Trauma means injury in Greek. This means that there is a change between the before and the after and that consequently, nothing will be as before..... the natural calamity, the attack or the war.

As humans, we are adept at overcoming trauma in most cases . But there is a small percentage of people for whom it does not happen that way. Over time, the people concerned feel more and more confined.

This is called post traumatic stress disorder .

Who and how?

 People who are affected by this type of disorder, do everything they can to manage it but feel more and more lost. The management mechanisms are that they are trying to manage something that can no longer be changed.

They seek to control the effects they have in relation to the traumatic event and, in doing so, they think about it more and more; trying to forget only revives the memory because nothing sticks in the memory more than the attempt to forget.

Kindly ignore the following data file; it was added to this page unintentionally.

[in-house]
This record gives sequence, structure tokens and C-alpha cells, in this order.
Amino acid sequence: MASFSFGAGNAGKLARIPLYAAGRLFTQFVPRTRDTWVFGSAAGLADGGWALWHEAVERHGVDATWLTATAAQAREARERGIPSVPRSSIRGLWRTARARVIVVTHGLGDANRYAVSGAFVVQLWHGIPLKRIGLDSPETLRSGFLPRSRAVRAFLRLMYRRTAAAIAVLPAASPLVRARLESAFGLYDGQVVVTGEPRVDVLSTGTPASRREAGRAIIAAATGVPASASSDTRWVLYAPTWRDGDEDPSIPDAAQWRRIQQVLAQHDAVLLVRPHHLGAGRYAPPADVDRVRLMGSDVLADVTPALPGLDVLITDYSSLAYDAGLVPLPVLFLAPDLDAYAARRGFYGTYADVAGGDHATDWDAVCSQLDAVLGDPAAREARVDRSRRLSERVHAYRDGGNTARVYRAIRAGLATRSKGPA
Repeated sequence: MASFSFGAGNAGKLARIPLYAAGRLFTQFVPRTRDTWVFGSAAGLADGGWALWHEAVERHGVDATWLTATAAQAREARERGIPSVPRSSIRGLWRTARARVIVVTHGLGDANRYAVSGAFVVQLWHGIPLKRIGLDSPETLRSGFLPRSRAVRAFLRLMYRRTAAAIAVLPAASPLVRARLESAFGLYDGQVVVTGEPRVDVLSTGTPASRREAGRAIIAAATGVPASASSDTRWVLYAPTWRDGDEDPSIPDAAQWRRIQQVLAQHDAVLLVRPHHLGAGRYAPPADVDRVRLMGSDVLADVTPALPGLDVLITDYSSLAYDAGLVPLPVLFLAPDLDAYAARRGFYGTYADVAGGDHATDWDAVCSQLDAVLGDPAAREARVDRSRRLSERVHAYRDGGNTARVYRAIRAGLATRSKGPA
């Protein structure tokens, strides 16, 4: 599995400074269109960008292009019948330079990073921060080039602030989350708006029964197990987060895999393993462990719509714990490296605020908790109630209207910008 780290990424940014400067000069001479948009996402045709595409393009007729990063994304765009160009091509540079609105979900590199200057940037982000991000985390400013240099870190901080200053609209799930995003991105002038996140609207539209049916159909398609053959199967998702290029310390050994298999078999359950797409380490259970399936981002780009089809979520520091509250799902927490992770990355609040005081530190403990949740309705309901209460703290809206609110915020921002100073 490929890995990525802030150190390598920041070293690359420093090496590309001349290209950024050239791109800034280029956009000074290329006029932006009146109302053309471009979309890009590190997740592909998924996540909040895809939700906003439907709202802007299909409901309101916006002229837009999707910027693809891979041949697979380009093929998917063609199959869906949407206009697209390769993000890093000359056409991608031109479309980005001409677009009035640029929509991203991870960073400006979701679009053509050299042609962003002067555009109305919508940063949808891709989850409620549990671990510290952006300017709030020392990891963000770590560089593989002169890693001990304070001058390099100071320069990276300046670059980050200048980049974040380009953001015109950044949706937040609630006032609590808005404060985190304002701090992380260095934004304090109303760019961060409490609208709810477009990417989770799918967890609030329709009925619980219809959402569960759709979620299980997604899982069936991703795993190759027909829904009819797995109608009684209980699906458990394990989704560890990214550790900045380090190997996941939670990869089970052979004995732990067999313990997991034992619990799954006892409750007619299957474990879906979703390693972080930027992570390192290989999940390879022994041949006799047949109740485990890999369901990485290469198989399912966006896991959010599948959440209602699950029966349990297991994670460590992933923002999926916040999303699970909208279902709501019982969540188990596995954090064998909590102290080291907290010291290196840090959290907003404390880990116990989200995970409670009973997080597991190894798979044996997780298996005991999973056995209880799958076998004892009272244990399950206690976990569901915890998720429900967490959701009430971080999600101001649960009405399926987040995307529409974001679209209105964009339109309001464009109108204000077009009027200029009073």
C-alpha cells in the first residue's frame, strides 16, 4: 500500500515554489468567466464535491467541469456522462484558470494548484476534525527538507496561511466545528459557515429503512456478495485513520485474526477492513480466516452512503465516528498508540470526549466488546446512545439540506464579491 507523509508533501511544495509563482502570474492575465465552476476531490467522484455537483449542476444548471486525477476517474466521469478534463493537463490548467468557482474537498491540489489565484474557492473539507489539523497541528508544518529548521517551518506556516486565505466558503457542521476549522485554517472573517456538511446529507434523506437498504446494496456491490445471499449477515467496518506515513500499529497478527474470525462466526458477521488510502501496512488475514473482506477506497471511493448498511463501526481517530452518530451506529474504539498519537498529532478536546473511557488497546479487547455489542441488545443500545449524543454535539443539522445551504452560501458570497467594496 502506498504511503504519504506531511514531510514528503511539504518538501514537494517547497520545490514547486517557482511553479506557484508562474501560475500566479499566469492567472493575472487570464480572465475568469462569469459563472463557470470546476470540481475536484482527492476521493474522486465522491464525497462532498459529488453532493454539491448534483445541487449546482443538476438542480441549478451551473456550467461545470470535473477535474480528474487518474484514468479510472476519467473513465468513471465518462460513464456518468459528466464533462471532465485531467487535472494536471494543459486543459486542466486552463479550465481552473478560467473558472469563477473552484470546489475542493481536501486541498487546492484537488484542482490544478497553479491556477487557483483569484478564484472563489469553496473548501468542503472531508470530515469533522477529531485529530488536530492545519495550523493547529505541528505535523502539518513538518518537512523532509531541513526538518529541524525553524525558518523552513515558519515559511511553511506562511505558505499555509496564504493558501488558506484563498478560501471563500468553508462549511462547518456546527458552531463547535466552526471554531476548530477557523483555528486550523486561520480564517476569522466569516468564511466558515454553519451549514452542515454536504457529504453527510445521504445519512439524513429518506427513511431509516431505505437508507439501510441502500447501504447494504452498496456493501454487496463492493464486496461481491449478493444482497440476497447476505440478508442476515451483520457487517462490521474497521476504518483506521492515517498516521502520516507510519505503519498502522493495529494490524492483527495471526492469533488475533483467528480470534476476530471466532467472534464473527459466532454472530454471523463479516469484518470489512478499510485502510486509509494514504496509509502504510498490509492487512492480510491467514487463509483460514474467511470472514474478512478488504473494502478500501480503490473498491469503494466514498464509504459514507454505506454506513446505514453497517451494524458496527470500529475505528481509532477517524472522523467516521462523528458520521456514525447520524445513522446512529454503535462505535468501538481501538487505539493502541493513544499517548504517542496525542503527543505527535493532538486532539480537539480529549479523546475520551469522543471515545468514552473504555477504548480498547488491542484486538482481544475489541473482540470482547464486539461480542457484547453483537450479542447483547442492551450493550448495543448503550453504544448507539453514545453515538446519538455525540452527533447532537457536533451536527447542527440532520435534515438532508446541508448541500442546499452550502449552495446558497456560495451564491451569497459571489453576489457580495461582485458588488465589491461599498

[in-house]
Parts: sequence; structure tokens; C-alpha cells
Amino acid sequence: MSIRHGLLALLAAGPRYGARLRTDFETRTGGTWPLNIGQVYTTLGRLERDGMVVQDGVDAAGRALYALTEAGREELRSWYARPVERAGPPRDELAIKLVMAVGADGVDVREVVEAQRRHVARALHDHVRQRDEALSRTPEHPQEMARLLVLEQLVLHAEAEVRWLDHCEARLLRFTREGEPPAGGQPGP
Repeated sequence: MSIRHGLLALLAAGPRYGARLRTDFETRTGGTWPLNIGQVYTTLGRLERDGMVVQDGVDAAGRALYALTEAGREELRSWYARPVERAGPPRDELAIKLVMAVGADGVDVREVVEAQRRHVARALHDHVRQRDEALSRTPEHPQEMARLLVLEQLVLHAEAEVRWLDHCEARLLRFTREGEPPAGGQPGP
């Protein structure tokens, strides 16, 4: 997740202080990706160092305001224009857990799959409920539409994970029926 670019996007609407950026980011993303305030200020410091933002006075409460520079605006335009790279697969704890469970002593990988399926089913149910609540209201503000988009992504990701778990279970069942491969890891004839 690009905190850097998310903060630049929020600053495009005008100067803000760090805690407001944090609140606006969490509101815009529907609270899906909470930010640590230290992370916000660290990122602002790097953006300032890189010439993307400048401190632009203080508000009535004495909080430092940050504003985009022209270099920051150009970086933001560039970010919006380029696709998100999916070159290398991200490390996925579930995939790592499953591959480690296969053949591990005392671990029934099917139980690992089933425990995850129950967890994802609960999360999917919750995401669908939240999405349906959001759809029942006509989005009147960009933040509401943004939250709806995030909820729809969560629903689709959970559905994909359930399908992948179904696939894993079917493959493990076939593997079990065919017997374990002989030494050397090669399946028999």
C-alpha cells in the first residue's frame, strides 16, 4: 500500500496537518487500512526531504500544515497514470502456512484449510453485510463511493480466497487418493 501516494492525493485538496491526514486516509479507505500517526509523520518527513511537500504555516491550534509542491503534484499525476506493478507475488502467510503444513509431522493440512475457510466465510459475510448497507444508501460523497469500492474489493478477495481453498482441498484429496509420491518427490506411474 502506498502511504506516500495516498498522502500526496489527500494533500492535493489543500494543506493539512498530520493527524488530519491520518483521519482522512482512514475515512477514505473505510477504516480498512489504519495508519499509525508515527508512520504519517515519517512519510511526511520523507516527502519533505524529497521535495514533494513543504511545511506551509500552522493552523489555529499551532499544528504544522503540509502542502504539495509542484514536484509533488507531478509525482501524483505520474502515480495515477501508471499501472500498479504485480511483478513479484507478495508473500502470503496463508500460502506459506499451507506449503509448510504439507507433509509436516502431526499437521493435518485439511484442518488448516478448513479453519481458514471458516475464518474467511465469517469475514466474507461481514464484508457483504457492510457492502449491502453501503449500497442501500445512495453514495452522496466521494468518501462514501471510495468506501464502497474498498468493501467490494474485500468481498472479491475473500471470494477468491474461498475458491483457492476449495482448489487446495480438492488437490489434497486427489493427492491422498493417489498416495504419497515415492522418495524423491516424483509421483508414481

They avoid situations in which they might remember the trauma.

Despite all their efforts, they are more and more convinced of the dangerousness of what they have experienced; this leads to an attempt at generalized avoidance: they can no longer see certain films or listen to certain music. They lock themselves at home.

 The effect is similar if they ask for help from someone:

  • First, they feel supported
  • But they are confirmed in the idea that without others, they are unable to manage the trauma.

By leaning on others, they feel a beneficial effect but have the feeling of always needing others to find the meaning of what has happened. And instead of controlling difficult situations, they are very dependent.

They then give up fighting and retire in a depressed state.

People who land in the therapist's office are in great pain but at the same time they have developed a very strong resistance to change. Emotionally, they are not able to "move", even for very small things.